I suppose this could underline the danger I was mentioning about working with limited evidence as I fell victim in my very own example of it!
One thing that disappointed, but didn't really surprise me, was the lack of diversity in the community
"160 (96.4%) were male, 5 (3%) were female, and one chose not to reveal their gender.
The mean age was 27.16, the median was 25, and the SD was 7.68. The youngest person was 16, and the oldest was 60. Quartiles were 30.
Of the 158 of us who disclosed our race, 148 were white (93.6%), 6 were Asian, 1 was Black, 2 were Hispanic, and one cast a write-in vote for Middle Eastern. Judging by the number who put "Hinduism" as their family religion, most of those Asians seem to be Indians."
The thing that particularly worries me is our low age. Now it's to be expected as internet communities are a young person's game but I'd be more comfortable with an average age closer to 30.
Combine that with the fact that most of us seem to be in Computers or Engineering (I'd really like to know what those "Other Hard Sciences" were) I do worry about our rationality as a group. One thing I've noticed with junk science is that Engineers and to a lesser extent Computer Scientists seem to be overrepresented. I'm not sure of all the reasons for this, I suspect that part of the problem is that we regularly work with designed systems that have a master plan that can be derived from a small amount of evidence. The problem being if you take that tendency to problem spaces that aren't designed you have a tendency to go flying off in the wrong direction.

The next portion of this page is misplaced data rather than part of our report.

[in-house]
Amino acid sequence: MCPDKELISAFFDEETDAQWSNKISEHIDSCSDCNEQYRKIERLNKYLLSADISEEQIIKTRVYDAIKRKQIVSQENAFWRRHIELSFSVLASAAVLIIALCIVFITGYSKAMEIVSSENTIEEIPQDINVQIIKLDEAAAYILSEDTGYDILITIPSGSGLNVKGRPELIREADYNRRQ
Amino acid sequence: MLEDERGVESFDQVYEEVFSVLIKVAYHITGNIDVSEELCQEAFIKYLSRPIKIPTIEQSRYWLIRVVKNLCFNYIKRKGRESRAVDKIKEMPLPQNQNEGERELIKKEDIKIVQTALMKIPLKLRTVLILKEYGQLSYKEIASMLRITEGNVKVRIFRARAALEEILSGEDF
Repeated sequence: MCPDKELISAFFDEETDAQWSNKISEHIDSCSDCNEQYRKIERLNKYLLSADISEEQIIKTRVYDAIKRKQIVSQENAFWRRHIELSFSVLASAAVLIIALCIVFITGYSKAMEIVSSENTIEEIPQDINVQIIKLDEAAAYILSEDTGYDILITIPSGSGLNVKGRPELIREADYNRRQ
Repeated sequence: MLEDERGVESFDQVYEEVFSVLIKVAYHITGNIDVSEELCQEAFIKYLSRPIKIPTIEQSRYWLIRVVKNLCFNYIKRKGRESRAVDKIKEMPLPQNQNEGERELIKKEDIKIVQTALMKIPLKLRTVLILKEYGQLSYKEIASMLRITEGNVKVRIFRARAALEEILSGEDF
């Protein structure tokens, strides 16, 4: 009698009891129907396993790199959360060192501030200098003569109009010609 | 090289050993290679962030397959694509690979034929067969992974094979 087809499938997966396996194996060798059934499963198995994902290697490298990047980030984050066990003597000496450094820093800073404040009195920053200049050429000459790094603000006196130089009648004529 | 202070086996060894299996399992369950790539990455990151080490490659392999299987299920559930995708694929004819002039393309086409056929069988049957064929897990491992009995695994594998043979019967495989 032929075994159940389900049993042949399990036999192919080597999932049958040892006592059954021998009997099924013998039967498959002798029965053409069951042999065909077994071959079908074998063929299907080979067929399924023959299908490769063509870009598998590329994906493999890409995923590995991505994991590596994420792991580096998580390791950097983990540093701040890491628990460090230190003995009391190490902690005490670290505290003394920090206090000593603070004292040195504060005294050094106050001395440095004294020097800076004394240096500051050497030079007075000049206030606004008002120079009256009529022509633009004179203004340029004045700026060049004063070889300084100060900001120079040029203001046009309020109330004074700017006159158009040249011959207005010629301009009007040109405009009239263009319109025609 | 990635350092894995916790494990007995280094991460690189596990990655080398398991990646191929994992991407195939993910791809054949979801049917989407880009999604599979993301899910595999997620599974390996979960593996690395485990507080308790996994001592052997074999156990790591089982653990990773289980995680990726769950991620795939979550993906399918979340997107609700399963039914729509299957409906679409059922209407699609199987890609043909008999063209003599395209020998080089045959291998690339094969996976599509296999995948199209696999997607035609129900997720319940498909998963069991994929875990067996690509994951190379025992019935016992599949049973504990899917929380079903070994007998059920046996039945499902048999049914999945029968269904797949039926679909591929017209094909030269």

I'm worried that we could start turning into an echo-chamber where a localized consensus masks a growing dissonance with the outside world. The Shangri-la diet sounds interesting (I'm even giving it a try) but it also sounds a bit like pseudo-science. There could be a completely different mechanism at work, it could even be the good old fashioned placebo effect. I worry that we'll develop a tendency to believe our rationality is strong enough to wade outside of our fields of expertise, the halls of kookdom are filled with brilliant scientists who wandered into a neighbouring discipline and I worry we could risk the same fate.
I'm not saying Less Wrong is a doomed cause or anything, the topics we explore (oh that crazy old Omega!) we seem to do fairly well on and I've picked up many useful lessons and insights. I just worry since we all want to apply our rationality and find answers, but regardless of how rational you are you can't unravel the secrets of the universe just from analysing a piece of cake.
ps Oh yeah, how many of us 83.4% Libertarians/Liberals were very torn because while we really liked the free-market and social liberty ideals of libertarians there were just too many crackpots over there so we considered giving up some economic freedom for the mainstream democrats.
I agree about the political views. The problem is any political parties I've come along with a huge amount of baggage in associated ideas and I'm very hesitant to claim membership with a political tribe lest I signal support for the crazy bits.
Of course some people who post can effectively obscure the signal that they care about karma by trying to display an alternate valid reason they posted.
I can see the reasoning though I don't quite agree for two reasons.
1) If the Lancet report is at all accurate that's a lot of deaths for the long-term benefits to make up for.
2) How much more extreme has that made the rest of the middle east? How has it hurt the possibility of peace in Israel.
I was, and still am against the start of the war, though I've been fairly consistent in thinking they should stay since then. (Oddly enough I thought the surge was a good idea when virtually no-one else did, though have since started to think it didn't really do anything now that everyone is moving on board!).